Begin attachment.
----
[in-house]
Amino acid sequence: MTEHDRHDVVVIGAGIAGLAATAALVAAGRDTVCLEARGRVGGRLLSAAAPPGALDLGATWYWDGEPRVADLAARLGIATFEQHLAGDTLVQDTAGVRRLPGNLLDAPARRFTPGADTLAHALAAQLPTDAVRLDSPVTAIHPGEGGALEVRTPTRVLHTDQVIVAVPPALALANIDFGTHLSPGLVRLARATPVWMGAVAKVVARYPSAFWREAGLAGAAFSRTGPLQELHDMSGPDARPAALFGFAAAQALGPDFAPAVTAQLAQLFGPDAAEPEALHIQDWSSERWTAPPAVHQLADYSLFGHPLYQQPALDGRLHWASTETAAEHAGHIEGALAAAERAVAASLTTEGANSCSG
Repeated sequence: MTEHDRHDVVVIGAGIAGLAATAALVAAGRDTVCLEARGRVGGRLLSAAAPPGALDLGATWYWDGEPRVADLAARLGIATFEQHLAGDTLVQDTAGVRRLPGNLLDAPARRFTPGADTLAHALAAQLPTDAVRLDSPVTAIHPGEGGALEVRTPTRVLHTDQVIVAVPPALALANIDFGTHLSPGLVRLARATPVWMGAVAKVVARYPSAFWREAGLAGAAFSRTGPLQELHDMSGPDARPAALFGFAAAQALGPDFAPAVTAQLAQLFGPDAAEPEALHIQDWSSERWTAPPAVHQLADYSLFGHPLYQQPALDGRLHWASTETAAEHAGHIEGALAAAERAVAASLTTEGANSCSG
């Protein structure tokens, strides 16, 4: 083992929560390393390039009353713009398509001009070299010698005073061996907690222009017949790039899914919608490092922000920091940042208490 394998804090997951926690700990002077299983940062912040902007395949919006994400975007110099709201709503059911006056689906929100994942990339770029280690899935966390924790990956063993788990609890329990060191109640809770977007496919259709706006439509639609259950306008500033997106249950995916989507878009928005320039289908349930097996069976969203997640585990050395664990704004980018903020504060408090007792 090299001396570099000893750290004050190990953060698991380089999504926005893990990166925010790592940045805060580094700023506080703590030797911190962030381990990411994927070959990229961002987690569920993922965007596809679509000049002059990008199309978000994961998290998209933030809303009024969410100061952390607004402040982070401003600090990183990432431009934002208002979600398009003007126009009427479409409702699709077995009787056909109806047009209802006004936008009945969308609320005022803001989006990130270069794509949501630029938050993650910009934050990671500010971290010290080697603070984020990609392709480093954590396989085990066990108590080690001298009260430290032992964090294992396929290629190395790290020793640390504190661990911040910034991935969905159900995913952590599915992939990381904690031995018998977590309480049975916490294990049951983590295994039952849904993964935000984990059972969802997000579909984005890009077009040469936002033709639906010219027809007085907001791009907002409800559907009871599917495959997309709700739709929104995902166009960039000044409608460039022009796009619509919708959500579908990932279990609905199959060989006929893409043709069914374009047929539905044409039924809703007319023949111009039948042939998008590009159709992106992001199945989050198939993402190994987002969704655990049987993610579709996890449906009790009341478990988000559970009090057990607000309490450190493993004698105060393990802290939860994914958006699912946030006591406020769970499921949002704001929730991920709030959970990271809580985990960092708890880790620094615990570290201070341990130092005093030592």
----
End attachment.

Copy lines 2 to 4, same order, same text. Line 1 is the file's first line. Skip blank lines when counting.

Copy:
Amino acid sequence: MTEHDRHDVVVIGAGIAGLAATAALVAAGRDTVCLEARGRVGGRLLSAAAPPGALDLGATWYWDGEPRVADLAARLGIATFEQHLAGDTLVQDTAGVRRLPGNLLDAPARRFTPGADTLAHALAAQLPTDAVRLDSPVTAIHPGEGGALEVRTPTRVLHTDQVIVAVPPALALANIDFGTHLSPGLVRLARATPVWMGAVAKVVARYPSAFWREAGLAGAAFSRTGPLQELHDMSGPDARPAALFGFAAAQALGPDFAPAVTAQLAQLFGPDAAEPEALHIQDWSSERWTAPPAVHQLADYSLFGHPLYQQPALDGRLHWASTETAAEHAGHIEGALAAAERAVAASLTTEGANSCSG
Repeated sequence: MTEHDRHDVVVIGAGIAGLAATAALVAAGRDTVCLEARGRVGGRLLSAAAPPGALDLGATWYWDGEPRVADLAARLGIATFEQHLAGDTLVQDTAGVRRLPGNLLDAPARRFTPGADTLAHALAAQLPTDAVRLDSPVTAIHPGEGGALEVRTPTRVLHTDQVIVAVPPALALANIDFGTHLSPGLVRLARATPVWMGAVAKVVARYPSAFWREAGLAGAAFSRTGPLQELHDMSGPDARPAALFGFAAAQALGPDFAPAVTAQLAQLFGPDAAEPEALHIQDWSSERWTAPPAVHQLADYSLFGHPLYQQPALDGRLHWASTETAAEHAGHIEGALAAAERAVAASLTTEGANSCSG
């Protein structure tokens, strides 16, 4: 083992929560390393390039009353713009398509001009070299010698005073061996907690222009017949790039899914919608490092922000920091940042208490 394998804090997951926690700990002077299983940062912040902007395949919006994400975007110099709201709503059911006056689906929100994942990339770029280690899935966390924790990956063993788990609890329990060191109640809770977007496919259709706006439509639609259950306008500033997106249950995916989507878009928005320039289908349930097996069976969203997640585990050395664990704004980018903020504060408090007792 090299001396570099000893750290004050190990953060698991380089999504926005893990990166925010790592940045805060580094700023506080703590030797911190962030381990990411994927070959990229961002987690569920993922965007596809679509000049002059990008199309978000994961998290998209933030809303009024969410100061952390607004402040982070401003600090990183990432431009934002208002979600398009003007126009009427479409409702699709077995009787056909109806047009209802006004936008009945969308609320005022803001989006990130270069794509949501630029938050993650910009934050990671500010971290010290080697603070984020990609392709480093954590396989085990066990108590080690001298009260430290032992964090294992396929290629190395790290020793640390504190661990911040910034991935969905159900995913952590599915992939990381904690031995018998977590309480049975916490294990049951983590295994039952849904993964935000984990059972969802997000579909984005890009077009040469936002033709639906010219027809007085907001791009907002409800559907009871599917495959997309709700739709929104995902166009960039000044409608460039022009796009619509919708959500579908990932279990609905199959060989006929893409043709069914374009047929539905044409039924809703007319023949111009039948042939998008590009159709992106992001199945989050198939993402190994987002969704655990049987993610579709996890449906009790009341478990988000559970009090057990607000309490450190493993004698105060393990802290939860994914958006699912946030006591406020769970499921949002704001929730991920709030959970990271809580985990960092708890880790620094615990570290201070341990130092005093030592």